You can listen to the MIDI version of the song here.

     

    • #14
  15. Vectorman Member
    Vectorman
    @Vectorman

    David Foster (View Comment):
    I was reminded by U-Delaware’s activities, and am reminded by a whole lot of things today, of a German folk song dating from the early Middle Ages: Die Gedanken Sind Frei. This translates as “the thoughts are free”…in one of the many versions of the song, it is “only the thoughts are free.”

    The original German Folk song:

    In the aftermath of the failed 1848 German Revolution the song was banned.

    Gustav Mahler used this text in 1898 Des Knaben Wunderhorn:

    The Baritone sings the text, with answers from the Soprano.

    • #15
  16. David Foster Member
    David Foster
    @DavidFoster

    Sophie Scholl, then 21 years old, played Die Gedanken Sind Frei on her flute outside the walls of Ulm prison, where her father Robert was detained for insulting Adolph Hitler.  Sophie and her brother Hans were later executed for their own resistance activities with the White Rose group.

    • #16
  17. kedavis Member
    kedavis
    @kedavis

    Did someone say Ulm???????????

    https://www.youtube.com/watch?v=yYMRjnM6j6w

    • #17
  18. kedavis Member
    kedavis
    @kedavis

    How about some more “likes,” people?  Let’s get this on the Main Feed where the world can see it!

    • #18
  19. Flicker Coolidge
    Flicker
    @Flicker

    I tried to like this a second time, in the great Democratic tradition, but all it did was delete my first like.  Hmm.  I wonder if we can do that with casting second votes as well.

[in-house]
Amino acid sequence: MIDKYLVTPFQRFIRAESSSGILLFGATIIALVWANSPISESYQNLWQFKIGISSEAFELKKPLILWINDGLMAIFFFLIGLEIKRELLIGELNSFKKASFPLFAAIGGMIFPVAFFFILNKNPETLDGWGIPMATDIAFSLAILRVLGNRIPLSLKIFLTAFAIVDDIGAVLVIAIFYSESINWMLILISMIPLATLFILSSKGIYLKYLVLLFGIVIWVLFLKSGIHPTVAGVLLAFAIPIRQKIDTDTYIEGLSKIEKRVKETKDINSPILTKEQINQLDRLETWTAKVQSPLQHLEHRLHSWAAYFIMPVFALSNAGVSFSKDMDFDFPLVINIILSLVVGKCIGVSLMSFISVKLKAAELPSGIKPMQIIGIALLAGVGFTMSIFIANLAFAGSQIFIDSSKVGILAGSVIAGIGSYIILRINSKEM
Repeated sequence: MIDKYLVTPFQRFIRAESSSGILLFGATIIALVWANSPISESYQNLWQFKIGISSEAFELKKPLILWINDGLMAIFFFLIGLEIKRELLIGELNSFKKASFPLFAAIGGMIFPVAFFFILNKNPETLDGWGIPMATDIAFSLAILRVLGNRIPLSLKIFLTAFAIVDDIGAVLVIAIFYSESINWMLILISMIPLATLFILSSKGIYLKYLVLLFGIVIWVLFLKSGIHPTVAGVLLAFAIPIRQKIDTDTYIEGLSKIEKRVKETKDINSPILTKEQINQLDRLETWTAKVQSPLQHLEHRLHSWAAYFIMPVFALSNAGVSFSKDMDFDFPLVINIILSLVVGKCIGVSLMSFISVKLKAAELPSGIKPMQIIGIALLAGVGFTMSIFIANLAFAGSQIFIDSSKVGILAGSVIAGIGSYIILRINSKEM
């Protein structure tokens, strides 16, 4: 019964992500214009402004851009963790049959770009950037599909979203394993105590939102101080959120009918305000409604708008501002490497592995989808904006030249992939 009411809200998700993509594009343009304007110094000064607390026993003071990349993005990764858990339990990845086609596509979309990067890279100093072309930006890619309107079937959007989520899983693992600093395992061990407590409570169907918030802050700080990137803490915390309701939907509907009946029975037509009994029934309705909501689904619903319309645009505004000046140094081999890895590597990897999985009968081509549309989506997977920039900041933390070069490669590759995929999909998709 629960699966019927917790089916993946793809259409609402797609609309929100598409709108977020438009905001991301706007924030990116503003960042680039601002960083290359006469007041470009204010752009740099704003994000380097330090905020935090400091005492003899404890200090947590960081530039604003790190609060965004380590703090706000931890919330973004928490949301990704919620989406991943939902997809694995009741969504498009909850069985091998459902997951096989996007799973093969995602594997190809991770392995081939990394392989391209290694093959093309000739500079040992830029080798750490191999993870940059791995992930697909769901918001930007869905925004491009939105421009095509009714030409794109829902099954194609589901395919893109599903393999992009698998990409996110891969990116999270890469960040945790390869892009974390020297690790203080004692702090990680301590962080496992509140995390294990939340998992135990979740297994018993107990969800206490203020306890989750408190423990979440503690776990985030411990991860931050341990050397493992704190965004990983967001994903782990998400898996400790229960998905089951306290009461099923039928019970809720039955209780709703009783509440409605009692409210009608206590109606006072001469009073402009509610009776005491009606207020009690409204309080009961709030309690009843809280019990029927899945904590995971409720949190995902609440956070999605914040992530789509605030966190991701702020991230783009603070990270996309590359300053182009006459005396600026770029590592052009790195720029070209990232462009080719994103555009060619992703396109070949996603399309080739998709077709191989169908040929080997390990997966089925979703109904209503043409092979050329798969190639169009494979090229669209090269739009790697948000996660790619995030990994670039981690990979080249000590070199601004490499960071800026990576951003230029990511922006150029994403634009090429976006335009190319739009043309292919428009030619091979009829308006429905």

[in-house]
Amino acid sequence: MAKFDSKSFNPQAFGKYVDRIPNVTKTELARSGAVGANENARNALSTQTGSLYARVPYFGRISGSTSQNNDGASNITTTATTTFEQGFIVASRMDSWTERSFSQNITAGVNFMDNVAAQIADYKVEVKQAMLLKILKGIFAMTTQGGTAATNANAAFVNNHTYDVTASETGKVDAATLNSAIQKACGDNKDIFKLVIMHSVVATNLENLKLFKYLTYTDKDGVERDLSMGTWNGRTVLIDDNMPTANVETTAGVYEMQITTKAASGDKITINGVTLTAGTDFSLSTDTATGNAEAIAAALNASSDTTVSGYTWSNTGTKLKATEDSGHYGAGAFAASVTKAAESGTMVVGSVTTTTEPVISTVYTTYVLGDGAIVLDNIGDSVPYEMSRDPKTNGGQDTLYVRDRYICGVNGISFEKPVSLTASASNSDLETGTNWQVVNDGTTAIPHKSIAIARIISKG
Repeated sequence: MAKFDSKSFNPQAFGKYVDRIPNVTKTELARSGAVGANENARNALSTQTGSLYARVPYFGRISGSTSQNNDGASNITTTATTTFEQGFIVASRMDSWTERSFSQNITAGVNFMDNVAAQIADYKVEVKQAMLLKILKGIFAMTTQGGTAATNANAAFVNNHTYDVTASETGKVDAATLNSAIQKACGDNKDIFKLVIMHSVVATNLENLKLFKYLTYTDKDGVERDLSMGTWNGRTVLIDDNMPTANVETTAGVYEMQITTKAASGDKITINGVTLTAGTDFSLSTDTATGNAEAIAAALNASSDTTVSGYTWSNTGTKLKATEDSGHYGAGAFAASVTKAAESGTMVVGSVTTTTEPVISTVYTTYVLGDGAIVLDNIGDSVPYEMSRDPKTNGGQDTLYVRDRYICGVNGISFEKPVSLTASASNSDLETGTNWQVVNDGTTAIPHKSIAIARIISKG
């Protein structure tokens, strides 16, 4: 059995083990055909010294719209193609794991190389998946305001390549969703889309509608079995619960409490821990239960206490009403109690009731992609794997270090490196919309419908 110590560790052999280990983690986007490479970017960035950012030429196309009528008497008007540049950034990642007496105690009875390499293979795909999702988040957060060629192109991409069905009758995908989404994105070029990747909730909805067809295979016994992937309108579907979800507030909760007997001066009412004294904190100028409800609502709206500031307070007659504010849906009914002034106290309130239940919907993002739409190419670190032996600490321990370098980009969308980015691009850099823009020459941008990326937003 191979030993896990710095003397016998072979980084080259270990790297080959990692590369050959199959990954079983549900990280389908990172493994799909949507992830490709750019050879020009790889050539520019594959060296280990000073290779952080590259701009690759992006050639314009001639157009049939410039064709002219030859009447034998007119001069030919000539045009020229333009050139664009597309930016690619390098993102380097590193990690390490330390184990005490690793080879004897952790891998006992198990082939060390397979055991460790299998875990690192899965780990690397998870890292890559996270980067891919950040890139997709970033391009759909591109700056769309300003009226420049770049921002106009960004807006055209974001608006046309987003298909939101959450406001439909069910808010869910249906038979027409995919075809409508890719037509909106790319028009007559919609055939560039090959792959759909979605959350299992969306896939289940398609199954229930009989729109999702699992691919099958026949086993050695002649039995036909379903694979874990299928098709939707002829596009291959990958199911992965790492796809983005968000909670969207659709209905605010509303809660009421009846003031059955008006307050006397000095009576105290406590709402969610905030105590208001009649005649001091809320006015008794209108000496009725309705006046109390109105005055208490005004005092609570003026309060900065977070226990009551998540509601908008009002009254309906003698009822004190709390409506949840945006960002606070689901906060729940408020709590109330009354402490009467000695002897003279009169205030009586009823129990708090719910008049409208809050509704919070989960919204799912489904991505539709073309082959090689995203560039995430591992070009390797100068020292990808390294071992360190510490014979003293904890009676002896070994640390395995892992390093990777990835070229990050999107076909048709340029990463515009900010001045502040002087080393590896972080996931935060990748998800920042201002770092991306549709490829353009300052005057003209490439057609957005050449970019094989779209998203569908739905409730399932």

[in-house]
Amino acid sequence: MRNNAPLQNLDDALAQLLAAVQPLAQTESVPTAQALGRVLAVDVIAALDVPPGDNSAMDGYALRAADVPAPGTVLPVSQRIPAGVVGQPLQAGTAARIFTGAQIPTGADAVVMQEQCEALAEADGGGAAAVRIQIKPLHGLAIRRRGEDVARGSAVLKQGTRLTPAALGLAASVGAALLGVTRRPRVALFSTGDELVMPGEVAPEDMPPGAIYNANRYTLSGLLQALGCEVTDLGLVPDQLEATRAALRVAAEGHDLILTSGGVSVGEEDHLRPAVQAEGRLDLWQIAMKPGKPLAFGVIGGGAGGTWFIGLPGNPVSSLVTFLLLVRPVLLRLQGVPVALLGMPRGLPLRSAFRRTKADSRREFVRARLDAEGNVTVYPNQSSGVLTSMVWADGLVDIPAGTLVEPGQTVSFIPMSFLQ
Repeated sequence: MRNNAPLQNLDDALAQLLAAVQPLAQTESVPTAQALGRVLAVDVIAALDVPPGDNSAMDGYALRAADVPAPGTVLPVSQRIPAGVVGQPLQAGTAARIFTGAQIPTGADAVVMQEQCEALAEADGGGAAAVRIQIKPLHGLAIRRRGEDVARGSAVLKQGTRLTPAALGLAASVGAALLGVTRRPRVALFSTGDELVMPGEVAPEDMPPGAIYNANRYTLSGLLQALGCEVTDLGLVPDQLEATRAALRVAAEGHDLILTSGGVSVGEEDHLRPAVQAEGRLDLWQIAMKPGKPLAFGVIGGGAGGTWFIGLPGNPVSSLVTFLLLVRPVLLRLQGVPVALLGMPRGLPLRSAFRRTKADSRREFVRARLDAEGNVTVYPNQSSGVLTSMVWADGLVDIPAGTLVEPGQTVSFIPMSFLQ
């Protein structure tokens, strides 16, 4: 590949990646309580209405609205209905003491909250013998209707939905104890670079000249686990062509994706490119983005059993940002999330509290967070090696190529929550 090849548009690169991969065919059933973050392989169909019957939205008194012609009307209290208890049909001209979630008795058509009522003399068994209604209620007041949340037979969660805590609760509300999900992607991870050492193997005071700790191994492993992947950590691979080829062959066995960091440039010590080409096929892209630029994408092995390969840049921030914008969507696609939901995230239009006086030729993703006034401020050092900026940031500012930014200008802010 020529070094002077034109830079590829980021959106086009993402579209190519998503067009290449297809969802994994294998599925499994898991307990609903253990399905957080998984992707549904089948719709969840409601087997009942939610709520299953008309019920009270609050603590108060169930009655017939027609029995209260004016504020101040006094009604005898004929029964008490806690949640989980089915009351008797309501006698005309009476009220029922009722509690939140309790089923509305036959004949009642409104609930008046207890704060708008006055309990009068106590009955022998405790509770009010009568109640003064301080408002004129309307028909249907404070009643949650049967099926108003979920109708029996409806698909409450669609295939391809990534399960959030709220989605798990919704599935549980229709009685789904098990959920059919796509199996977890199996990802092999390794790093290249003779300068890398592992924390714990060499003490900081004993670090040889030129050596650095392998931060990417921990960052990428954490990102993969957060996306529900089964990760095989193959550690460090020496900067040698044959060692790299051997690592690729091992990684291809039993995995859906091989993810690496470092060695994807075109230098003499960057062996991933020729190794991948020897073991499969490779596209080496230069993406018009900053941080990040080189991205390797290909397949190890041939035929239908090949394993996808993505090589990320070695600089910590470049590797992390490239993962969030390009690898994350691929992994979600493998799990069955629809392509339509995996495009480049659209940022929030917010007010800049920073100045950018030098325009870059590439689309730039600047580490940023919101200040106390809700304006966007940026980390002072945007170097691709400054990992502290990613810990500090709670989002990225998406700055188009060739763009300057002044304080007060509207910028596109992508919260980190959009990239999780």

• #19
  20. kedavis Member
    kedavis
    @kedavis

    Well the good news is, it only needs one more “like” to be considered for promotion.

    • #20
  21. David Foster Member
    David Foster
    @DavidFoster

    A suggestion for those who do Social Media:  link this video, and let us know what kind of reactions you get.

    I did, and am surprised how few reactions & comments I’ve gotten so far, maybe because it’s so long.  I got a positive reaction from one guy who has also linked it on his own feed, and remarked that at least one person had thought she was a fake, a Trump supporter just pretending to be a switcher.  

    Another reaction was that she is painting all Dems with a broad brush, and that her lack of nuanced thinking (as this individual sees it) means she will jump into a rigid form of conservatism and/or Trumpism.

    There were also a couple of comments saying that Trump supporters are different from traditional Republicans…not intended as a positive things about the Trump supporters.

    I’d be interested in hearing about reactions other have gotten.

    • #21
  22. Matt Bartle Member
    Matt Bartle
    @MattBartle

    kedavis (View Comment):

    Did someone say Ulm???????????

    https://www.youtube.com/watch?v=yYMRjnM6j6w

    I knew where that was going before I clicked.

    • #22
  23. kedavis Member
    kedavis
    @kedavis

    Yes!  Welcome to the Main Feed!